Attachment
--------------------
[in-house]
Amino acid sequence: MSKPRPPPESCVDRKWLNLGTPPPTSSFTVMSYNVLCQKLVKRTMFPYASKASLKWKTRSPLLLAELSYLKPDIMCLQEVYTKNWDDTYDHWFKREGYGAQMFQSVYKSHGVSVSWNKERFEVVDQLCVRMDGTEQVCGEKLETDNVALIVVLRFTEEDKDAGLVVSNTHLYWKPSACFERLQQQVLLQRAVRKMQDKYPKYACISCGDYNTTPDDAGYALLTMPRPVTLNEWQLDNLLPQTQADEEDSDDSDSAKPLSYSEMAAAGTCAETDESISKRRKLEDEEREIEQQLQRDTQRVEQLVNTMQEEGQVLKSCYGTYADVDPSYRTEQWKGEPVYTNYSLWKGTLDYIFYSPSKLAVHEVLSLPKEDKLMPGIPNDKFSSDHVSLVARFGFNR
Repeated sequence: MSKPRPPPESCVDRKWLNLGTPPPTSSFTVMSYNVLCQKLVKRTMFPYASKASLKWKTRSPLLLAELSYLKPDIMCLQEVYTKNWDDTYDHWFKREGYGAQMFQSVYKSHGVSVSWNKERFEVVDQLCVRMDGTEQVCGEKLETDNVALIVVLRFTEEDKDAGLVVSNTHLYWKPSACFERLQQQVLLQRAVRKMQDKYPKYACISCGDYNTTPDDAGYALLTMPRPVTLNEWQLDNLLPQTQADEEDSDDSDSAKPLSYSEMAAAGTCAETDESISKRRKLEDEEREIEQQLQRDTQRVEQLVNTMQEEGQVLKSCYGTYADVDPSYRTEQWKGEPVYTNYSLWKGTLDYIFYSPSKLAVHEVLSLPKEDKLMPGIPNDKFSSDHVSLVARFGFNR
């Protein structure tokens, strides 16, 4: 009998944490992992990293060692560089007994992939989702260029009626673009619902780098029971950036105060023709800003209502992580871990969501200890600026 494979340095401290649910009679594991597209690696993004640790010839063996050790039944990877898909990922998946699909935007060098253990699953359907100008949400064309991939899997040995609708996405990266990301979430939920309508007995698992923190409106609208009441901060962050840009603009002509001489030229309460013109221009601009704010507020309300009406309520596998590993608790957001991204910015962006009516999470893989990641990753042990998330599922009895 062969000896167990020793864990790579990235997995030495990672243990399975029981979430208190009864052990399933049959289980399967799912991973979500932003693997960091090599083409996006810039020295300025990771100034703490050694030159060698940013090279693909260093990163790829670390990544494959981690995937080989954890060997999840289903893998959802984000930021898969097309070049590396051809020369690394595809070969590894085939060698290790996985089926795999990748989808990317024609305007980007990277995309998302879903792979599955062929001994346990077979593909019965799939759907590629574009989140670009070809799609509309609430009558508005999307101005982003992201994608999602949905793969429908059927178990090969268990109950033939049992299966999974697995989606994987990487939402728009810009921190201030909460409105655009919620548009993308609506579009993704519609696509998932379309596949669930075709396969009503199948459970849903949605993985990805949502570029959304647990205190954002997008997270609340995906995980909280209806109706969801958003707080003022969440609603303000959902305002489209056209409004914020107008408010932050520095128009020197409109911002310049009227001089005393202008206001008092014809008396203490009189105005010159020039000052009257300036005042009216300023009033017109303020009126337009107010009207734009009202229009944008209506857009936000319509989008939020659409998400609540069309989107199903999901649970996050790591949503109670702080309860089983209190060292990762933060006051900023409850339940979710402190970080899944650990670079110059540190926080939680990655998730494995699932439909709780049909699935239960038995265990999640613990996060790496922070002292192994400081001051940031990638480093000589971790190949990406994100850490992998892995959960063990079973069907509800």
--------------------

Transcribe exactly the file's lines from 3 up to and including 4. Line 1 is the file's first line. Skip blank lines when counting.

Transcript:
Repeated sequence: MSKPRPPPESCVDRKWLNLGTPPPTSSFTVMSYNVLCQKLVKRTMFPYASKASLKWKTRSPLLLAELSYLKPDIMCLQEVYTKNWDDTYDHWFKREGYGAQMFQSVYKSHGVSVSWNKERFEVVDQLCVRMDGTEQVCGEKLETDNVALIVVLRFTEEDKDAGLVVSNTHLYWKPSACFERLQQQVLLQRAVRKMQDKYPKYACISCGDYNTTPDDAGYALLTMPRPVTLNEWQLDNLLPQTQADEEDSDDSDSAKPLSYSEMAAAGTCAETDESISKRRKLEDEEREIEQQLQRDTQRVEQLVNTMQEEGQVLKSCYGTYADVDPSYRTEQWKGEPVYTNYSLWKGTLDYIFYSPSKLAVHEVLSLPKEDKLMPGIPNDKFSSDHVSLVARFGFNR
């Protein structure tokens, strides 16, 4: 009998944490992992990293060692560089007994992939989702260029009626673009619902780098029971950036105060023709800003209502992580871990969501200890600026 494979340095401290649910009679594991597209690696993004640790010839063996050790039944990877898909990922998946699909935007060098253990699953359907100008949400064309991939899997040995609708996405990266990301979430939920309508007995698992923190409106609208009441901060962050840009603009002509001489030229309460013109221009601009704010507020309300009406309520596998590993608790957001991204910015962006009516999470893989990641990753042990998330599922009895 062969000896167990020793864990790579990235997995030495990672243990399975029981979430208190009864052990399933049959289980399967799912991973979500932003693997960091090599083409996006810039020295300025990771100034703490050694030159060698940013090279693909260093990163790829670390990544494959981690995937080989954890060997999840289903893998959802984000930021898969097309070049590396051809020369690394595809070969590894085939060698290790996985089926795999990748989808990317024609305007980007990277995309998302879903792979599955062929001994346990077979593909019965799939759907590629574009989140670009070809799609509309609430009558508005999307101005982003992201994608999602949905793969429908059927178990090969268990109950033939049992299966999974697995989606994987990487939402728009810009921190201030909460409105655009919620548009993308609506579009993704519609696509998932379309596949669930075709396969009503199948459970849903949605993985990805949502570029959304647990205190954002997008997270609340995906995980909280209806109706969801958003707080003022969440609603303000959902305002489209056209409004914020107008408010932050520095128009020197409109911002310049009227001089005393202008206001008092014809008396203490009189105005010159020039000052009257300036005042009216300023009033017109303020009126337009107010009207734009009202229009944008209506857009936000319509989008939020659409998400609540069309989107199903999901649970996050790591949503109670702080309860089983209190060292990762933060006051900023409850339940979710402190970080899944650990670079110059540190926080939680990655998730494995699932439909709780049909699935239960038995265990999640613990996060790496922070002292192994400081001051940031990638480093000589971790190949990406994100850490992998892995959960063990079973069907509800």